The Blue Zones Diet was invented by National Geographic Explorer Dan Buettner. He traveled the world in search of the regions where people live the longest, healthiest lives. He believes he has identified the key dietary factors that lead to greater health and increased longevity, and he has outlined them in his book, Blue Zones: Lessons for Living Longer From the People Who’ve Lived the Longest. Here’s what you should know about Buettner’s Blue Zones Diet.
The Blue Zones Diet is based on the idea that, in some parts of the world, people not only live significantly longer than do their counterparts in other regions, but they stay healthy for longer as well. Buettner identifies these regions as:
- Okinawa, Japan
- Sardinia, Italy
- Costa Rica
- Loma Linda, California USA
Buettner believes that everyone in the world can live longer, healthier lives if they apply certain principles to their diets and to other areas of their lives.
In Okinawa, Japan, people eat a diet based mainly on soy, rice, vegetables, sweet potatoes and fish. Okinawan people don’t eat until they’re full; they stop when they’re almost full, which leads to a moderate calorie restriction that can help enhance longevity and life long health.
Sardinians eat the Mediterranean diet, which has long been noted for its health benefits. Their diet is based on whole grains, fruits, vegetables, goat and sheep milk. They drink red wine daily and rarely eat meat.
Loma Linda, California is mostly populated by Seventh Day Adventists whose religion urges them to eat a vegetarian diet. Scientists believe that the longevity of Loma Linda’s population may be due to their high consumption of oats, nuts, fruits, vegetables and water.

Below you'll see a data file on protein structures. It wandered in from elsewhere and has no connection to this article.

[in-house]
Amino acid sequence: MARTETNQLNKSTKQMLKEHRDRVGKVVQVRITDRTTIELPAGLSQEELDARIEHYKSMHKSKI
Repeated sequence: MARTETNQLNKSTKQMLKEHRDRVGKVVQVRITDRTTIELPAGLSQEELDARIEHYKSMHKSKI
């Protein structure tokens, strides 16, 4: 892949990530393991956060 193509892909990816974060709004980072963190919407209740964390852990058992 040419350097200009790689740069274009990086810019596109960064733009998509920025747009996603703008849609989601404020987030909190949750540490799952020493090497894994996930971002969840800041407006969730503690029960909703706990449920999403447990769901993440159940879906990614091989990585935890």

The world’s oldest and healthiest people have been found living in a rural part of Costa Rice. These people eat a diet based on rice, squash, beans, eggs, corn, and local fruits like mangoes, oranges and papayas. The water in their region is high in trace minerals like magnesium and calcium.
The people in all of these regions enjoy strong social and family ties. They typically express deep spiritual and religious beliefs, and maintain a high level of physical activity. Buettner feels that these social factors are just as important to your health and longevity as diet and exercise.
What to Get Excited Over
Following the Blue Zone Diet may well help you live longer, as well as increase your quality of life longer into your golden years. The Blue Zones Diet goes beyond diet and exercise to tackle the psychosocial factors that contribute to optimum health. The Blue Zones Diet offers online support for dieters, and helps dieters analyze ways to increase their own longevity and enhance overall health.
Things to Consider
The Blue Zones Diet doesn’t give any meal plans or recipes, so you’ll be forced to come up with these on your own. Many of its recommendations are nonspecific and hard to implement.
The principles of the Blue Zones Diet are sound, but this book doesn’t give you any help with integrating those principles into your life.